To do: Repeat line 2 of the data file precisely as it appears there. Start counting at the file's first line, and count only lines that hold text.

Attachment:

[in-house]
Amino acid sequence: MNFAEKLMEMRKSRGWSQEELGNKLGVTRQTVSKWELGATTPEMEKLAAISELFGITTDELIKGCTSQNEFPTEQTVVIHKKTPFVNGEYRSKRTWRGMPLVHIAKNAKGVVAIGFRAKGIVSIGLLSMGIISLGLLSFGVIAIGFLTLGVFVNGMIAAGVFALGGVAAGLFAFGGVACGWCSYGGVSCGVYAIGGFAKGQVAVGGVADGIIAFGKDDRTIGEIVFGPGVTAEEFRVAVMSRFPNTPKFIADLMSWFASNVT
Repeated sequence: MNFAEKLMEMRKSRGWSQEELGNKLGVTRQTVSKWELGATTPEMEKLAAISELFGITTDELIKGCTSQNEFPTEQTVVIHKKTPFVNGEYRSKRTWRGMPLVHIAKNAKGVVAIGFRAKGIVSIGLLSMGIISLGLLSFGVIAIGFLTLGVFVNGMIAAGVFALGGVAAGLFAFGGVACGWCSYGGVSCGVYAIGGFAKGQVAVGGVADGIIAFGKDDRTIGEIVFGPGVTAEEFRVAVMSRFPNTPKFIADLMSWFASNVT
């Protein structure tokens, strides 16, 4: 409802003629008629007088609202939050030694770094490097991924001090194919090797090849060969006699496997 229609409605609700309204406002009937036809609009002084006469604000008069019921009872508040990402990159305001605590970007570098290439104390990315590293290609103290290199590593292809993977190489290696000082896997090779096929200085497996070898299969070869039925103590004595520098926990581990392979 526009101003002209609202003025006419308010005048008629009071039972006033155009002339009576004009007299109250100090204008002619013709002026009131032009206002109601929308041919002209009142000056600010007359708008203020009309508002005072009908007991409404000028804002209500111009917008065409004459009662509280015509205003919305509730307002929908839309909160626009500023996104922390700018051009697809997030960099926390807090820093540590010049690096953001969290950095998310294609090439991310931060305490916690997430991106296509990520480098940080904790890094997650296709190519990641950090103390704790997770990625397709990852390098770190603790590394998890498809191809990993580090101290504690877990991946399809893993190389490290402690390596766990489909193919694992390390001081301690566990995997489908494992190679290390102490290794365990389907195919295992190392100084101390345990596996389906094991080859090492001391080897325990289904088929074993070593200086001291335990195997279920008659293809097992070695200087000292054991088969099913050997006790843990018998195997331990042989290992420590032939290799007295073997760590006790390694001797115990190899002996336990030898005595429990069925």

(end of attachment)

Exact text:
Amino acid sequence: MNFAEKLMEMRKSRGWSQEELGNKLGVTRQTVSKWELGATTPEMEKLAAISELFGITTDELIKGCTSQNEFPTEQTVVIHKKTPFVNGEYRSKRTWRGMPLVHIAKNAKGVVAIGFRAKGIVSIGLLSMGIISLGLLSFGVIAIGFLTLGVFVNGMIAAGVFALGGVAAGLFAFGGVACGWCSYGGVSCGVYAIGGFAKGQVAVGGVADGIIAFGKDDRTIGEIVFGPGVTAEEFRVAVMSRFPNTPKFIADLMSWFASNVT